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Dot, dot, dot

January the 4th is World Braille Day. To mark this annual event, one of our volunteers, Charlotte, has written a blog post for us all about the benefits of learning braille. Read on to find out more:

“I thocht they were jist a pattern!”

Thus did I discover the Co-op, alone amongst supermarkets, puts braille on many of its own products, if the packaging allows. This was some years ago,  I was going round the shop, with one of the staff. He had handed me an item from my list and my hand brushed across these wee dots.

Very useful, when ferreting around in the freezer, knowing exactly what type of pizza I’ve unearthed before I’ve even taken a bite.

And, if the Co-op can make the effort to provide this service, why can’t other supermarkets?

When the Social Work department offered me the chance to learn braille, I had no illusions I was going to wheech through War and Peace. No, I just wanted to be able to identify things, such as packets of medication, and signs. Although, for a Blinkie, you usually need the help of a sighted person to find these for you. Try searching for a braille sign plonked on a long, roughcast wall!

Despite what the sighted think, it is much easier to identify these dots than raised lettering, which can be in such a variety of fonts. Items labelled in braille are usually labelled in Grade 1, where a particular arrangement of dots stands for a particular letter. No need to learn the many combinations used in Grade 2, where dots can represent common words.

Identifying medication or the contents of a packet only involves learning 26 groups of dots; 27, if you include the combination resembling a reversed L, which shows the dots following are numbers, not letters.

Memorise these and you’ll never swallow anyone else’s tablets again. You will identify a vast amount of your shopping, as long as you shop at your nearest Co-op and, if some strange bloke turns up at your door, you will be able to identify his employer. If he doesn’t have his company’s identity card in braille, report his company to the DDA.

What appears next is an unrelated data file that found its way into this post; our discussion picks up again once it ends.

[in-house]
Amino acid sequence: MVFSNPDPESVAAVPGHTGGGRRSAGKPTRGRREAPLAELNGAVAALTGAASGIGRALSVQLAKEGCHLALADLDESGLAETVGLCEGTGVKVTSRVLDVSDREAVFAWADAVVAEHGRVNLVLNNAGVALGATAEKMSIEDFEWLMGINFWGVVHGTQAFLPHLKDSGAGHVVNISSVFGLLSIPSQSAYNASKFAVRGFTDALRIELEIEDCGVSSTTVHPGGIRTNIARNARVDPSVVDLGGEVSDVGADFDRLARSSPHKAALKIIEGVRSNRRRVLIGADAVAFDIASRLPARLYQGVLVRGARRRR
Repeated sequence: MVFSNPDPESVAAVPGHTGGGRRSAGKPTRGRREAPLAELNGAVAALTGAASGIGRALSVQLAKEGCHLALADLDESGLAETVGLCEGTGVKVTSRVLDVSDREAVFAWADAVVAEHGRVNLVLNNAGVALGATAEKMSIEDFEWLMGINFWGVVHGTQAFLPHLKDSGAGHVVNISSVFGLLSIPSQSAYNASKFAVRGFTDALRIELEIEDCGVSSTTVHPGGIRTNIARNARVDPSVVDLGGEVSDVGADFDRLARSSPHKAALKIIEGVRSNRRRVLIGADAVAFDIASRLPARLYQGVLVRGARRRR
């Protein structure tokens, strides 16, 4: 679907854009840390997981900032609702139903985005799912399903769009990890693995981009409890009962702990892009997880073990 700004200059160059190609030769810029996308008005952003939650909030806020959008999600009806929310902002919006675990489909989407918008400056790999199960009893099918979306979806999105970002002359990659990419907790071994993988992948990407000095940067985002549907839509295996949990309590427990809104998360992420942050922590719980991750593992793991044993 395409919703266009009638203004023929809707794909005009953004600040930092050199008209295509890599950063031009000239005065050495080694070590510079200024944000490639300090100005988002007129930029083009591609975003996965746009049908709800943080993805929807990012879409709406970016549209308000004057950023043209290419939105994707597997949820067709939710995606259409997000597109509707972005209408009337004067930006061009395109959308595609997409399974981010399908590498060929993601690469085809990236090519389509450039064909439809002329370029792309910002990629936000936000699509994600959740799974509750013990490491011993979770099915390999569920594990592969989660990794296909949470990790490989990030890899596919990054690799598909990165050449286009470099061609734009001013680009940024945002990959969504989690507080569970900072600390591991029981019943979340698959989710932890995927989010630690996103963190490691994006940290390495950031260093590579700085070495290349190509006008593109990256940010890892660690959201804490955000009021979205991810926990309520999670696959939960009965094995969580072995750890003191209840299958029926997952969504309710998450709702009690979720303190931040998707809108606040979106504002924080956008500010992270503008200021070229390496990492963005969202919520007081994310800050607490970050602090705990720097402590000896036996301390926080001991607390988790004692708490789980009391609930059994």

Progress to Grade 2 and you can tackle reading proper stuff. Letters from the DWP, recipe books, even novels.

And, no, I haven’t read War and Peace. I watched it on the telly; with audio description. When I could see well enough to read, I was a fast reader so I prefer novels as Talking Books. However, I have braille recipe books. The only problem being that braille is bulky. The Lord of the Rings runs to about 20 volumes. But braille recipe books are another story altogether.

A braille recipe book can be left beside the cooker, you can dribble stuff on it. Not deliberately of course, but all you Blinkie cooks will know exactly what I mean. Flour can be dusted across a page and it only needs a quick shake to remove what’s lodged between the dots.

On a dreich morning, there’s nothing better than selecting a favourite recipe from my trusted Delia or Nigella and off we go, wheeching my hand over the dots. Slitter treacle across a laptop and the poor thing would never be the same again. Nor is it sensible to place your iPad too near the cooker. In comparison, braille is invincible.

Image of Natasha Johnston
Written by: Natasha Johnston

Posted on the: January 4, 2022
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